Canister filters have been around for decades. They’re usually shaped like a canister (strange that) but can also be square. The media sits in the canister under the ’lid‘, and it is in or on the lid that an electric motor is placed. Water to the filter arrives via a flexible tube, and is returned by the same method. Canister filters were used, and still are, by freshwater aquarists, and have been adopted up to a point by the marine hobby.
Canister filters are very reliable though some makes, as in most things, are better than others. There are a couple of points that need mentioning. The first concerns flow rates. It is the habit of many manufacturers to quote flow rates for an empty filter. Without the media in position the flow rate will be higher, so in the real world expect the flow rate to be perhaps up to a quarter or so less. Flow rates are additionally slowed by the lift – if a filter is placed on a level with the aquarium there is little or no lift, if it is below the aquarium the electric pump has to lift water from the filter to the highest point before entry to the aquarium. It is important to know this distance and check the filter performance from manufacturer’s data.
Ok, back to the media. The question could be taken three ways. What is the best media to use in relation to a marine aquarium, the best for bio-filtration, and the best for mechanical filtration.
As far as marine aquariums are concerned, the bio-filter media of choice is good quality live rock, in my opinion. Therefore the canister filter, using this as a “rule“, would be redundant as a bio-filter. There aren’t any rules, however, and though the canister filter is not the best bio-filtration method to use overall it is not redundant in this respect. Nevertheless, if live rock is to be employed, the canister filter is demoted to mechanical filtration.
If the canister is to be used for bio-filtration, then some care on the media set-up is needed. Bio-filtration is the ‘life support’ for the livestock and obviously is very important. Though it may be against some manufacturer’s suggestions, I have found that having all the mechanical filtration in front of the bio media is advantageous. I found a fine filter, sandwiched between two medium grade sponge filters, does an excellent job on protecting the bio media from debris. It is very important that the mechanical filtration is cleaned at regular intervals (the period dependant on the cleanliness of the water, perhaps every two to four weeks). In addition to helping to keeping the bio media clean, it maintains water flow. The bio media available is varied, however sintered glass, which is in the form of small tubes, seems very good. As there are lots of channels within the glass, it can act somewhat as does live rock for a while. In other words, nitrate can be reduced by bacteria. This benefit is usually not long lived however, as fine debris does inevitably find its way onto the media causing some clogging and the anti-nitrate advantage is lost sooner or later. (This media should not be used intentionally for any anti-nitrate properties.) The media still remains very good for ammonia/nitrite filtration. The media, if cleaning is required, should be gently cleaned in warm aquarium water, never in tap water. The latter will wipe out the bacteria. A final point to note when bio-filtration with a canister filter is employed, is that the unit will usually produce nitrate (perhaps not straight away as indicated). When nitrite has been converted to nitrate, the nitrogen cycle stops. If there isn’t a low oxygen environment for bacteria to inhabit, then nitrate will remain. A check needs to be kept on the level.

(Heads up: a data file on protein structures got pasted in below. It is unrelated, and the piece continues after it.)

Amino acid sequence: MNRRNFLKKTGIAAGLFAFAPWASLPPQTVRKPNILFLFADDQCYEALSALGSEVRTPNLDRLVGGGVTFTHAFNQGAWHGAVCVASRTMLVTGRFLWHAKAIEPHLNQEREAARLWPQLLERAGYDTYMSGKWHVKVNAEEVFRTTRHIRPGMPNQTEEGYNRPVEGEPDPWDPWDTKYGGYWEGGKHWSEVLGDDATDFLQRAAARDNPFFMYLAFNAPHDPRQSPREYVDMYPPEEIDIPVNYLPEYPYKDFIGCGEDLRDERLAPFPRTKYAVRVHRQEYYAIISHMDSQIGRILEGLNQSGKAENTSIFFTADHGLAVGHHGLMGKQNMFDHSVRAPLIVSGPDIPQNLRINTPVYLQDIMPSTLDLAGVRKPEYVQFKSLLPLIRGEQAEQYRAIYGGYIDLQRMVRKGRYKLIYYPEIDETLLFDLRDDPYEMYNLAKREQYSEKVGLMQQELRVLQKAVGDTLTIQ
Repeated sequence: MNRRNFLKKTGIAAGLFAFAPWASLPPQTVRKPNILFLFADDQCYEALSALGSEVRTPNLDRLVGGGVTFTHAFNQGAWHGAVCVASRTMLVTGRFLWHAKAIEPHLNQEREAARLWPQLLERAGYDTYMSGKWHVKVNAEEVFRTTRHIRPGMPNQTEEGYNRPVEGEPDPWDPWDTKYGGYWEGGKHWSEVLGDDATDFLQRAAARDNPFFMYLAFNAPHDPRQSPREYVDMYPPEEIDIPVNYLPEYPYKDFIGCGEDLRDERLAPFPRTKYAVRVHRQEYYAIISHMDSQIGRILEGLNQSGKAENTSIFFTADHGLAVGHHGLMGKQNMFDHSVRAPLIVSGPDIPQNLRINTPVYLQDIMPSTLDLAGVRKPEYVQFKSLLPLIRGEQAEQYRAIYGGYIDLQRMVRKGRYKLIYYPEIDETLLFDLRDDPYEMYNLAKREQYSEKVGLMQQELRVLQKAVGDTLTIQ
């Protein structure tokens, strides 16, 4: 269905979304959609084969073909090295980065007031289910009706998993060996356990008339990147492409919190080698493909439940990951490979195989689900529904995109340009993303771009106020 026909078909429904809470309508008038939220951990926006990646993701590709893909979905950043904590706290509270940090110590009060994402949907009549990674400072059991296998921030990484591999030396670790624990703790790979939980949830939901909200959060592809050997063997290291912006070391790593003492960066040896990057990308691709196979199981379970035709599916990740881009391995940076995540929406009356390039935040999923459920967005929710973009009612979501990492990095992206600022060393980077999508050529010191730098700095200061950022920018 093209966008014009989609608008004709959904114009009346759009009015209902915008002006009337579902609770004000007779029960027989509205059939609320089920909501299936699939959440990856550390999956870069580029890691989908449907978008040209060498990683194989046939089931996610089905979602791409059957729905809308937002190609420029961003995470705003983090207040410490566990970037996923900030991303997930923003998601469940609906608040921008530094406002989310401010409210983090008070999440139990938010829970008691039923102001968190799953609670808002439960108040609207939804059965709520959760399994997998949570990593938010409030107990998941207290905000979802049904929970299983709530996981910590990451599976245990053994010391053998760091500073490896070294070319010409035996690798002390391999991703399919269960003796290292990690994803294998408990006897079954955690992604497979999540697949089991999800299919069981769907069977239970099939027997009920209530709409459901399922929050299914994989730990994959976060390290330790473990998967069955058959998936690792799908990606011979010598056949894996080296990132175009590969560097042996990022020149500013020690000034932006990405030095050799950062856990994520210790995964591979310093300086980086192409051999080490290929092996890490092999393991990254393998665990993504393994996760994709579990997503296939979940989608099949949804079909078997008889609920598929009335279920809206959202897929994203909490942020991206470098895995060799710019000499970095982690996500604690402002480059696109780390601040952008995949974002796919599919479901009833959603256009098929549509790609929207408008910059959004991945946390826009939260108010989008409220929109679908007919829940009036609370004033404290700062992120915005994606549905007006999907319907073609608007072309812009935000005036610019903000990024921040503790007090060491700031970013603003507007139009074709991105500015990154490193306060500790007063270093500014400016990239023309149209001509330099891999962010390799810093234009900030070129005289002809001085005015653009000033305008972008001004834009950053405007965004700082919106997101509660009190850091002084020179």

If the filter is to be used for mechanical purposes, then the same mechanical filter media as above can be employed. This media can begin with medium grade sponges, perhaps two layers, and end with fine grade filters. Many manufacturers provide ready made filter materials such as sponges so the fit in the filter is good. Manufacturers usually give suggestions for mechanical filtering. In addition, activated carbon can be used in the filter. It is usually placed after some mechanical media. Activated carbon is not always a necessity, and should not be used continuously if there is a need but periodically. The media removes trace elements from the water. When exhausted (manufacturers will suggest life expectancy) the media should be discarded, if more is required it should be new. Similarly, anti-phosphate media can be used. This can be used continuously if necessary, changing the media at the manufacturers recommended periods. Some anti-phosphate media has a tendency to clog and/or channel, making it far less useful. The types that do this are usually the ones with very fine media.
So the canister filter is useful to the marine aquarist. It is not ‘number one’ for bio-filtration, but can still be used as such, with success provided the aquarist maintains it properly. The filter is also useful for assisting in the removal of debris from the seawater etc. Some aquarists, having a canister filter available and not requiring filtration from it, have experimented with other media, such as small pieces of live rock debris and very coarse sand. I don’t know the results of these experiments, but I do know that in my canister filters using standard media, when doing maintenance I always have to remove very small shrimps and snails and return them to the aquarium.